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You've heard the pitch--marketing newsletters are supposed to attract customers. They're sworn to build customer loyalty. And, the rumor is, they'll help you increase profits. All that...and they are incredibly cheap to produce.

But what if your newsletter's falling short of its potential?

Ideally, all the elements work in tandem to create a company newsletter that's the right balance of promotion and information for your target audience. But lining up each aspect in the precise position takes a lot of research, application, and testing.

Get a look at the line up of the usual suspects in an effective newsletter: the first timers, the repeat offenders and the lifers.

The First Timers

1. Focus. What should your newsletter do? Establish name recognition? Position your company as the widget expert? Attract new customers? Retain your current customers?

If you're working to establish expertise, include case studies that demonstrate your solutions. If retention is the goal, capitalize on the reasons customers choose you over the competition. If yours is the best customer service, feature a customer service rep in each issue.

2. Measurement. The only way you can know if your newsletter is successful is if you track it. Click-thrus, read-rates, and actual purchases can all be helpful, depending on your goal, as can subscribe/unsubscribe rates.

The proof that your newsletter positioned your company as the widget expert? Perhaps it's contact from a reporter on the list seeking input for an industry piece. Customer loyalty and conversion increases can be easily recorded through coupons. Just make sure to include a new tracking number in each issue.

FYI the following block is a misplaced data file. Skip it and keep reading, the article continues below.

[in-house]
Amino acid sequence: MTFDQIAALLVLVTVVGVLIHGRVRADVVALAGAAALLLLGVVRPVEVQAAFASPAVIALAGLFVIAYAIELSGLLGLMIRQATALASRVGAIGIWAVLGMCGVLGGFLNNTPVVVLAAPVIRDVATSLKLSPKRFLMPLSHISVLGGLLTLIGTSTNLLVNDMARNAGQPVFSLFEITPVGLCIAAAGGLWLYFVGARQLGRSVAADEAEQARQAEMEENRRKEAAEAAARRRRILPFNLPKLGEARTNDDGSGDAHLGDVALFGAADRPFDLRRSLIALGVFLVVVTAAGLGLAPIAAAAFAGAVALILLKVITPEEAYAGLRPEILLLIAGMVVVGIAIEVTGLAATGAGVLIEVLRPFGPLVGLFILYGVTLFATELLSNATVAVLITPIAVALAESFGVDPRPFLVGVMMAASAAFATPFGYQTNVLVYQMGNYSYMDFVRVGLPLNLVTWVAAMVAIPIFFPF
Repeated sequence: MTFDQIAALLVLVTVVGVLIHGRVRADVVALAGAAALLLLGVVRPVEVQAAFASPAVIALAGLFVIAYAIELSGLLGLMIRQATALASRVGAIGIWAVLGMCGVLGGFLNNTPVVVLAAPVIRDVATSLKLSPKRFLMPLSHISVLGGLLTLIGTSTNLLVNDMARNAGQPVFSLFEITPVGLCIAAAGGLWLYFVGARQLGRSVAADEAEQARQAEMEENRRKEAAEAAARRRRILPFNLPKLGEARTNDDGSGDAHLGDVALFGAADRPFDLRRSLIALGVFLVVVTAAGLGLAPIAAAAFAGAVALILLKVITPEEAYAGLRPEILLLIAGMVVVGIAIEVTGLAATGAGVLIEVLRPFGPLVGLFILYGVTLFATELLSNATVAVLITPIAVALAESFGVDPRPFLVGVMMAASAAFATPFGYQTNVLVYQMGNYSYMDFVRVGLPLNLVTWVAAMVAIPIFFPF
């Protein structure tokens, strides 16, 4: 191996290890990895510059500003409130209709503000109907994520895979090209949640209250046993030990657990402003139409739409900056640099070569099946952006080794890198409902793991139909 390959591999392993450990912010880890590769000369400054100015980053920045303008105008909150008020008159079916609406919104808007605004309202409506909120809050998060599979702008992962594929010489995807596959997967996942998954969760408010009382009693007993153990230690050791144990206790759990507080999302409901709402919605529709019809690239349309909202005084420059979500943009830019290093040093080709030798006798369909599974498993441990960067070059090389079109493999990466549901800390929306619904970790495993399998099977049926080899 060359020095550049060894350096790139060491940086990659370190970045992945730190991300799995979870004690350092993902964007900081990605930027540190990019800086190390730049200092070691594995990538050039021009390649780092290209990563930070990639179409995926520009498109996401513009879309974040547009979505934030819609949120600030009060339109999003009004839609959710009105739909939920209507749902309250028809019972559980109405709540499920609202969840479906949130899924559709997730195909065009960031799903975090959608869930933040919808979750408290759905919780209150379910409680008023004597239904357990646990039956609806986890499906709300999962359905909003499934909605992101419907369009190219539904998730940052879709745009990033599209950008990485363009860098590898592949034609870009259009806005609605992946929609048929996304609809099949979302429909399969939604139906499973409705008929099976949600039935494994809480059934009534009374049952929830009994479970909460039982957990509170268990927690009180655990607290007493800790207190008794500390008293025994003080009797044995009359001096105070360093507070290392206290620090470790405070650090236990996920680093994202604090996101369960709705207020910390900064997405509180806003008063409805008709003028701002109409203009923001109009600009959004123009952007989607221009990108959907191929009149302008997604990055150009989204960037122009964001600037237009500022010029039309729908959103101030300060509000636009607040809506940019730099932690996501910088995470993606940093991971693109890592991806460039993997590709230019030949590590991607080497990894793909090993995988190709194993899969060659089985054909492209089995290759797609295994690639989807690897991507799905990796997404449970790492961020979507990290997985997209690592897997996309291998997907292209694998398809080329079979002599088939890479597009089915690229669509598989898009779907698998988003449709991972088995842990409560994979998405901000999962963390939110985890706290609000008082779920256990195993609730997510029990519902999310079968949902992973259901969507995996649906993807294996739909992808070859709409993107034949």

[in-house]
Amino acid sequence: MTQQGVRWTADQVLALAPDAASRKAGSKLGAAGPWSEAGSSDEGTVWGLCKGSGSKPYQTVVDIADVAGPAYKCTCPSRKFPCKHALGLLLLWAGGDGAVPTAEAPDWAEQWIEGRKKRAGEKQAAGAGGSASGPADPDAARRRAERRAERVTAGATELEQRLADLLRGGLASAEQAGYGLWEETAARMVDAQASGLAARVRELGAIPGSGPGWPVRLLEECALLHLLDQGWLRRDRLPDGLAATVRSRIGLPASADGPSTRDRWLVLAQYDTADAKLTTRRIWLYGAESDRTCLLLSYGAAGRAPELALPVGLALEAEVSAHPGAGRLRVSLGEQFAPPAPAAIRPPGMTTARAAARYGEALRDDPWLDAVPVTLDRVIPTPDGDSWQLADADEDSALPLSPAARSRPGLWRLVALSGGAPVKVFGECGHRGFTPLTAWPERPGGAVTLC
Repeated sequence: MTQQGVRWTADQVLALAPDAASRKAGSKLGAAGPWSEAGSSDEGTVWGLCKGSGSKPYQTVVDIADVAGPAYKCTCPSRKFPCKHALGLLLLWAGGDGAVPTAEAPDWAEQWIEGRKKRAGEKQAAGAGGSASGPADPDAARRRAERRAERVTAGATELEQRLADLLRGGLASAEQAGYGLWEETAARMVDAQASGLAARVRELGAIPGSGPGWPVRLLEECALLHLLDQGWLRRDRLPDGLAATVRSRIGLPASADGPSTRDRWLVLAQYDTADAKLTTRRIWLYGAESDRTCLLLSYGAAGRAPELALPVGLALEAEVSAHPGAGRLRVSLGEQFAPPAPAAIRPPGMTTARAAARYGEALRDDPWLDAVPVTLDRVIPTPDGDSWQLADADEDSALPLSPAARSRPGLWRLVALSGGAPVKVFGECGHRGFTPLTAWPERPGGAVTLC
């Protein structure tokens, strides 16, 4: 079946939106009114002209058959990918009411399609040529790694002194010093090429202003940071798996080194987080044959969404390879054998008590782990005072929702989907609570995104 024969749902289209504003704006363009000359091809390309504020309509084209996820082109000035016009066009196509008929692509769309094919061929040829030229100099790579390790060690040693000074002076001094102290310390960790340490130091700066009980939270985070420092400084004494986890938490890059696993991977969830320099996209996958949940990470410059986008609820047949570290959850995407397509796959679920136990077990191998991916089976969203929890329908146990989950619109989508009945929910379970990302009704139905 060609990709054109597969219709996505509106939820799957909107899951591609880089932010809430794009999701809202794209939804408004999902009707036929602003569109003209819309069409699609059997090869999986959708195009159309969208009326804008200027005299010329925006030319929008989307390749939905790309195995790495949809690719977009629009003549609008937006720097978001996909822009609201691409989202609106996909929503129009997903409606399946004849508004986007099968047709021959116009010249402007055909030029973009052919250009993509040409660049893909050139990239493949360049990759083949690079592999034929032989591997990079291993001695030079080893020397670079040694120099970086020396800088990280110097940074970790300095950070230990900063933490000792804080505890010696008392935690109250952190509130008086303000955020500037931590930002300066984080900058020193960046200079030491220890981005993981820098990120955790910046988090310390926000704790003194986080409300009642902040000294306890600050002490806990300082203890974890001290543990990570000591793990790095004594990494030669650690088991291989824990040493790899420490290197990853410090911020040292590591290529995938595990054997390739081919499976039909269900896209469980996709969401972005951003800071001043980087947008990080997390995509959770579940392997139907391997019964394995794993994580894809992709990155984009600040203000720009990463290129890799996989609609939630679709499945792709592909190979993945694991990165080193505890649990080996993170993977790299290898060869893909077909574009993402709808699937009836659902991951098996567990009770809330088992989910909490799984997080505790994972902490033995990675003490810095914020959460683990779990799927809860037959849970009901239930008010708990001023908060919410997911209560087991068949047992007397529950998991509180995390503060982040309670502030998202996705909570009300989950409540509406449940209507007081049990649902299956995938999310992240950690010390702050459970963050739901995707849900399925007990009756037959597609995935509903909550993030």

3. Format. Appearance may not be everything, but if your newsletter's hard to read, chances are, subscribers won't bother. From whether to offer an HTML version, to where you should put the Editor's Letter, chances are you'll hear many opinions.

Generalities can be made, but your decisions should be made based on your reader's preferences. (HTML does perform better overall and Letters from the Editor are typically very popular. But you may have valid reasons to do neither.)

The Repeat Offenders

1. Nameplate: The nameplate (the area where your newsletter's name appears, sometimes mistaken for the masthead) should be consistent from issue to issue and should give both your newsletter's name and your company name.

For HTML newsletters, tie your nameplate to your company's image using the same colors, fonts, or a logo. All newsletters should work to establish a tie between each issue and your company.

2. Masthead: All email newsletters should have contact information. Make it as easy as possible to contact you (and don't force readers to visit your website to do so).

Make email and website addresses clickable and maximize the masthead's impact by keeping it brief and consistent each issue. The masthead is a great place to include a brief section on what you do to familiarize prospects with your company.